While the proposed amendments are intended to address current COVID-19 pandemic, the amendments are also intended to establish a framework for the quick response to any similar crises for the sector that may arise in the future.

Effect of the Proposed Amendments

In the Bill’s second reading speech, the Minister noted that the Bill “will enable education providers to provide access to a wide range of supplementary courses, including short duration courses and microcredentials for overseas students” and will “create opportunities for Australian education providers to expand their business and boost the availability of skilled workers”. All of this, the Minister added, will increase “the attractiveness of Australia as a study destination”.

The Minister emphasised that an amended definition of ‘course’ would mean that should overseas students want to upskill in areas which supplement their education, increase their employability, or better their welfare while studying in Australia, they can do so without the need for registration with CRICOS. The Minister noted that this will “reduce the regulatory burden on education providers”, while at the same time, supporting and protecting international students while they study in Australia.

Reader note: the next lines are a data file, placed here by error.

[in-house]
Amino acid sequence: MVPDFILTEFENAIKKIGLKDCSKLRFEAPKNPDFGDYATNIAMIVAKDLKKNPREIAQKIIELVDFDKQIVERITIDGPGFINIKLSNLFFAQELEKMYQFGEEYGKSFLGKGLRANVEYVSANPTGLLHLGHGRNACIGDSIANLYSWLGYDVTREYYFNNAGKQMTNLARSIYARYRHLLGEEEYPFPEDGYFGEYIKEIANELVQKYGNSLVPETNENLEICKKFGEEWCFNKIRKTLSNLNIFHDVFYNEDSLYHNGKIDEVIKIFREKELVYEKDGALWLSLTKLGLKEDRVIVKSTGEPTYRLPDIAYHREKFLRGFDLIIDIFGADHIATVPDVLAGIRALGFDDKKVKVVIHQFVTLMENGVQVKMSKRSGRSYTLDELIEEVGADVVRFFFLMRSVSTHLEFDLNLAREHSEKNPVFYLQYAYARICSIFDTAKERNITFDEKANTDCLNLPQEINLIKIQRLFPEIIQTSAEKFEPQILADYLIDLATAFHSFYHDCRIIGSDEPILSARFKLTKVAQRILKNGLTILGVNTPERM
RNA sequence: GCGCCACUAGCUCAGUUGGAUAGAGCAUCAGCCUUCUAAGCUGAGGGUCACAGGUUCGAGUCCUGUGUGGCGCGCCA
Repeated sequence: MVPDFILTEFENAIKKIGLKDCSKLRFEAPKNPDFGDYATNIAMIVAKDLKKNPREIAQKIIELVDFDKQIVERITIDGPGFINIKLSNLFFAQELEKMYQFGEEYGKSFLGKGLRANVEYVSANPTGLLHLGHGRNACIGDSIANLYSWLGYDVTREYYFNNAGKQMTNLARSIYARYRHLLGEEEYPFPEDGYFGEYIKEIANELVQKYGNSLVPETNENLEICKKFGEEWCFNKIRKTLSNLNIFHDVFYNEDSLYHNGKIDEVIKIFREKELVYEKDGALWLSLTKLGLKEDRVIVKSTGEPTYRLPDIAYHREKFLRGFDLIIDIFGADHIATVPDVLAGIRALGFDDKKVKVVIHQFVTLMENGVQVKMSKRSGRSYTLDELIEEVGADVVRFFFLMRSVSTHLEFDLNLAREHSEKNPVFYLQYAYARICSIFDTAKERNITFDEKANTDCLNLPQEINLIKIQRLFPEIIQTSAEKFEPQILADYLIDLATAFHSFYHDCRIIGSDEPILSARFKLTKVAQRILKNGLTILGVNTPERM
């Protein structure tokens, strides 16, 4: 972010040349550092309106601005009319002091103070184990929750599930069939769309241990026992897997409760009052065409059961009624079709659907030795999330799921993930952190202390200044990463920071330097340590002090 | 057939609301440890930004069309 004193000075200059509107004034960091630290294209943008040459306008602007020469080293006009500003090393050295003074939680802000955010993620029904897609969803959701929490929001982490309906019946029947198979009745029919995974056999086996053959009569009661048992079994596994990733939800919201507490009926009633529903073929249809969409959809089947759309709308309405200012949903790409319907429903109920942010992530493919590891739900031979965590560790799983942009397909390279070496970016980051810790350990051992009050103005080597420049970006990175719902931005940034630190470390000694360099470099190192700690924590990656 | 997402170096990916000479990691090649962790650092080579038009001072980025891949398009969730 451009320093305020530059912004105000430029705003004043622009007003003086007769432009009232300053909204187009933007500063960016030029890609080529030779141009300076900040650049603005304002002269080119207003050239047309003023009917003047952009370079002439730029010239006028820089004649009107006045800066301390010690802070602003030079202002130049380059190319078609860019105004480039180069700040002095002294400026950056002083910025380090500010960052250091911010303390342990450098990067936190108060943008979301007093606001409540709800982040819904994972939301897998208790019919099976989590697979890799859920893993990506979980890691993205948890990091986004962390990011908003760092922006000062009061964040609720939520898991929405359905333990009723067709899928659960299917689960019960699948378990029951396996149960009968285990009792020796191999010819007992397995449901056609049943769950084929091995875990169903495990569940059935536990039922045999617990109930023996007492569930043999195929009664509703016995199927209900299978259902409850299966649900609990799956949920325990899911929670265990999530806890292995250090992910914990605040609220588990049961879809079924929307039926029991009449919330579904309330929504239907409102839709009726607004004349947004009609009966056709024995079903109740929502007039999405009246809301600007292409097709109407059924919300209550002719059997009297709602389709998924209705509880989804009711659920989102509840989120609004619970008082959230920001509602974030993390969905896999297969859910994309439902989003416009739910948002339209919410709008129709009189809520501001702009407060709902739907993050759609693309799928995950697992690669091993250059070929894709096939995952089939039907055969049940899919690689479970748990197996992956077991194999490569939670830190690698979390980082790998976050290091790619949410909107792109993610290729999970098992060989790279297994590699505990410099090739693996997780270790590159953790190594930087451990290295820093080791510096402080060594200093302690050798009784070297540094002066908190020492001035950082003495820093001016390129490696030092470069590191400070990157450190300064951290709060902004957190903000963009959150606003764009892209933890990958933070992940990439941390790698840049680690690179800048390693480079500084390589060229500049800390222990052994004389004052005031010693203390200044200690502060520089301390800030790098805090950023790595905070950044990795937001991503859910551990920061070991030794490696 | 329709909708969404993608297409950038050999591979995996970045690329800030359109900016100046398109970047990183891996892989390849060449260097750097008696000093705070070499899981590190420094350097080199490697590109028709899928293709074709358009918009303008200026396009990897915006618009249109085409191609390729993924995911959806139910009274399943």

TimeBase is an independent, privately owned Australian legal publisher specialising in the online delivery of accurate, comprehensive and innovative legislation research tools including LawOne and unique Point-in-Time Products. Nothing on this website should be construed as legal advice and does not substitute for the advice of competent legal counsel.


Education Services for Overseas Students Amendment (Refunds of Charges and Other Measures) Bill 2020 (Cth), second reading speech, bills digest and explanatory memoranda available from TimeBase’s LawOne service

Media Release: COVID-19 to cost universities $16 billion by 2023 (Universities Australia, 3 June 2020)

Related Articles: